February update: How the labour market is faring during lockdown three

Posted in: Graduate Jobs, Labour Market Intelligence

At the start of February we gave an update on what we could look forward to in 2021 in terms of job opportunities 

We recently attended another excellent webinar hosted by Charlie Ball and Laura Greaves from Prospects Luminate who shared the latest updates on how the labour market is faring. While we’re still in lockdown, with the vaccine rollout continuing and a roadmap announced – there is much to be positive about. So, what does this mean for graduate jobs? 

What is happening right now 

There are substantially fewer vacancies than there were last year. Vacancy rates are running at about 65-80% of normal. However, comparing this quarter (November 2020 to January 2021) to the previous quarter, we are seeing an increase in vacancies. The labour market is slowly improving but not back to where they were before the pandemic. Most businesses are not confident that we will see a marked improvement before late Spring. 

The latest lockdown has impacted on vacancies but not as dramatically as at the start of the pandemic. The sectors and job opportunities that have been most affected by the pandemic have remained consistent since the first lockdown. Despite the lockdown, things are looking up. In fact, CIPD reported that 56% of employers are looking to recruit at the start of 2021.  

Sectors like healthcare, finance and insurance, education and information and communication are continuing to hire as they have seen increase in demand or have been able to switch to remote working. The biggest improvements in job postings  most recently have been in construction, loading/stocking, manufacturing, logistic support and security and public safety.  

The impact on job opportunities is not consistent across the country. London has been the hardest hit of all regions – this is a trend seen across capital cities around the world. However there is recent data that shows that the capital may be recovering and London is expected to come back strongly. Job postings are down most in the South East while the North East is closest to it’s pre-pandemic figures 

What does this mean for your job search?  

If you find that there are few positions available in your preferred career pathway, or location make sure to be flexible in your career planning. How or where else can you use the skills that you have acquired from your degree, work or voluntary experiences these last few years? In addition, are you widening your horizons about what jobs and sectors are available to you with your degree? As we’ll see in the next section, some level of remote working is likely here to stay which may mean you can consider a wider location range as you may not need to commute every day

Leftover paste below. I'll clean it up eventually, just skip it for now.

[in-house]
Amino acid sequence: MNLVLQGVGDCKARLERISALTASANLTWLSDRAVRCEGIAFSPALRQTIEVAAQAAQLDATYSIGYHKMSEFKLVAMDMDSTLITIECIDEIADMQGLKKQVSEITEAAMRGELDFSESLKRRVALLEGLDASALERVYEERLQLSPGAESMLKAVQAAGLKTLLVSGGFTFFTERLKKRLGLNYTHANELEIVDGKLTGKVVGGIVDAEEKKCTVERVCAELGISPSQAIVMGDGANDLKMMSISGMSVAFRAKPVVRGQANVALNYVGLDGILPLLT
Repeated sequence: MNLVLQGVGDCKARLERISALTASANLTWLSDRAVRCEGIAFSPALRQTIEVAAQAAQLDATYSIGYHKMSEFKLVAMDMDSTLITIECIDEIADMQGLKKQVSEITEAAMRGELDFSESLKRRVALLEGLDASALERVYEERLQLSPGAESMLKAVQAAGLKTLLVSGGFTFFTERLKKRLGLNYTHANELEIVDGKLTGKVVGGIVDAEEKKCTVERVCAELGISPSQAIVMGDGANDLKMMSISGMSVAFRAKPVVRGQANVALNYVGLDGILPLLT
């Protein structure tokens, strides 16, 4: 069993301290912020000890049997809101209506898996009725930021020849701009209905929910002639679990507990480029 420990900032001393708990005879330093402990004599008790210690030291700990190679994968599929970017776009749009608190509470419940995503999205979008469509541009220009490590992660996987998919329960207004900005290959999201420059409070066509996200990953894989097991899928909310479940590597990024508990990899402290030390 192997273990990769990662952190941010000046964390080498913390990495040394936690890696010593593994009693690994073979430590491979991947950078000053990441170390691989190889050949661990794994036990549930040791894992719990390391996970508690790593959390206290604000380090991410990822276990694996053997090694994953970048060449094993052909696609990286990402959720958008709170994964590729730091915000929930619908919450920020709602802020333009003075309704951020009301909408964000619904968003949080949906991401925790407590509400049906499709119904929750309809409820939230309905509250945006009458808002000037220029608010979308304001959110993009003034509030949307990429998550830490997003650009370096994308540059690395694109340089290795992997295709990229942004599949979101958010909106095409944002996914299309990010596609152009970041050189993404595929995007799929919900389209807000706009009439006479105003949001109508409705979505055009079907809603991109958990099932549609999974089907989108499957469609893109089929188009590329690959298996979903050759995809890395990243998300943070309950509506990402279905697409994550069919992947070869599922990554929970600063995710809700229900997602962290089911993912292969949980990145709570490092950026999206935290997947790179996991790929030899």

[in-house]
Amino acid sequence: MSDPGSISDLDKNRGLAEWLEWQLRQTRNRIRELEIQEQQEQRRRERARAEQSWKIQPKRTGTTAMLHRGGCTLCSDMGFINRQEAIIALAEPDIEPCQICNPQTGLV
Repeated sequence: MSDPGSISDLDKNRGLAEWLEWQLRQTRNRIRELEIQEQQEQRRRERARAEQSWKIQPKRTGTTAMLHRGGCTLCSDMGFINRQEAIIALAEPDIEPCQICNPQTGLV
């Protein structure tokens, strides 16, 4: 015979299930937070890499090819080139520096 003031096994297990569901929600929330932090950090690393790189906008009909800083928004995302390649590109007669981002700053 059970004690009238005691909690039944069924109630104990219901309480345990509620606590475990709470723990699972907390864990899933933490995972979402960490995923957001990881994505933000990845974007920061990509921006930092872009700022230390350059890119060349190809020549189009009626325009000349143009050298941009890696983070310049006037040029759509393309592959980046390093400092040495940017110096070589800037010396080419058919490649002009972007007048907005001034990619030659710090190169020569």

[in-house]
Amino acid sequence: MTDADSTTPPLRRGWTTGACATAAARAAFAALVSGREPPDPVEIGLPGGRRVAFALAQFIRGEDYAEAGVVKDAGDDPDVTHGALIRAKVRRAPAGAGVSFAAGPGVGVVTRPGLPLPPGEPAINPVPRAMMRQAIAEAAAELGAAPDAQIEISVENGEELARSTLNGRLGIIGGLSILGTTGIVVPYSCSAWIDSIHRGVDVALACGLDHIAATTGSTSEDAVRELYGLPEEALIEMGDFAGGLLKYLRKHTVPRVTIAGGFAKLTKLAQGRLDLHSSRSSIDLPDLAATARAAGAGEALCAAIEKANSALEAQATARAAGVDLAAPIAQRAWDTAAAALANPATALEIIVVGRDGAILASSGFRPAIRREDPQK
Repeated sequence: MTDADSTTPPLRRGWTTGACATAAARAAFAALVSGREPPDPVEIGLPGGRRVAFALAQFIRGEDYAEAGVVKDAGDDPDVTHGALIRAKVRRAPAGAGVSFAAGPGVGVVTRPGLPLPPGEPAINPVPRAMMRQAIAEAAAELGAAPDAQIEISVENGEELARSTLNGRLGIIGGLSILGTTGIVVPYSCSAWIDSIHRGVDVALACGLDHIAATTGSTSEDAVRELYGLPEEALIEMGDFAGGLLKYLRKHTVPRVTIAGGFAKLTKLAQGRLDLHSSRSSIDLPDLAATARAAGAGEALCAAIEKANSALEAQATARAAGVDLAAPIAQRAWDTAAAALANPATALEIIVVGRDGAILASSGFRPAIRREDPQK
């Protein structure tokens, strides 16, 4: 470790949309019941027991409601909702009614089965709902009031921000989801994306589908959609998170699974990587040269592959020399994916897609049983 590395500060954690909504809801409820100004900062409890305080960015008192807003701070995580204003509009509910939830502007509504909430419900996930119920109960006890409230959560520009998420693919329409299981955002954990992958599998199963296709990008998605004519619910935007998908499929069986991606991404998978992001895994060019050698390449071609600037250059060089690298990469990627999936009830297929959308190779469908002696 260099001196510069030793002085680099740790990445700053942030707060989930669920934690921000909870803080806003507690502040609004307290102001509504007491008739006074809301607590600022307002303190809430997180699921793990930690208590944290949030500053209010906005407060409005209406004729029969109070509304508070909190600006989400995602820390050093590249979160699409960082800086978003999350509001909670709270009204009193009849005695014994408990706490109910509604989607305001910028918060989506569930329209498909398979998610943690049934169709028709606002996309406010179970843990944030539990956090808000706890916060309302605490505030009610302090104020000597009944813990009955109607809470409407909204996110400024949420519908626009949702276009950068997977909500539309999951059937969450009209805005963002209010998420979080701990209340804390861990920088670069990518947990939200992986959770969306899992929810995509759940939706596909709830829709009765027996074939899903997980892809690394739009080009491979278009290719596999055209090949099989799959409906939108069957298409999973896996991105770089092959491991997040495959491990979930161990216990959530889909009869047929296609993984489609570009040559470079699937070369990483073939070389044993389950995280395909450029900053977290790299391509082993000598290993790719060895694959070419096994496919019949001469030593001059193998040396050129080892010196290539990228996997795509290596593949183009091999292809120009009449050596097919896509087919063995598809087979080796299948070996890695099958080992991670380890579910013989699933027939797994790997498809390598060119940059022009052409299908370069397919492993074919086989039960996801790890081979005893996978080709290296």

Remote working isn’t going away 

Currently 37% of the workforce is working from home. However, if you break that down into sector then almost all of sectors like IT and professional and technical services are at home. There is a strong consensus that it is here to stay with many businesses now thinking about permanent changes to working patterns. Companies are planning to reduce office spaces by 30% on average. There is also appetite from the workforce for this too, with many workers reporting they would not want to go back to the office full-time.  

This change to virtual working means that some skills will take on a new value to employers. Skills such as remote collaboration, time management and online communication, and an understanding of how virtual communication platforms work, will be vital. Depending on how the roadmap pans out, you may end up starting a job virtually full-time or when things return to normal, you might not be working at your workplace five days a week.  

Whether you are currently studying or on placement, you have probably acquired some of the skills that will be needed for this new environment. Start thinking about how you can give evidence of them in applications and interviews. Employer's attitudes to virtual working might also be something you want to research. Some companies have already made their stance on the subject clear, which might help inform whether they sound like somewhere you want to work.  

We have some blogs that cover this topic in more detail: 

Looking ahead 

Even though business confidence is currently low, there is a hope that there will be a marked improvement and a late recruitment boost in late Spring/Summer. You should be aware that this year may not follow the normal recruitment timelineIf you haven’t found a position for after university yet, don’t panic! There are jobs still being advertised and it is likely things will continue to improve, possibly quite dramatically, over the coming months.  

We hope that with the end of lockdown and new government roadmap, business confidence will gradually come back and with that, an improvement in the number of vacancies available in a wide variety of sectors.  

Final thought 

We hope you found this update useful. As with all of these updates, it is worth emphasising that the graduate labour market is slightly different to the wider job market. While things are certainly not at their pre-pandemic levels, generally graduate employment has not been as dramatically impacted as non-graduate employment. There are still plenty of opportunities out there but you may need to be a bit more flexible when considering your options.  

If you need further support – we are here to help you at every stage of your career journey. Find resources, events, appointments and much more on MyFuture. 

Source for labour market data and trends: Prospects Luminate
This blog was written collaboratively by Aste Dahl and Rebecca Wray

Posted in: Graduate Jobs, Labour Market Intelligence


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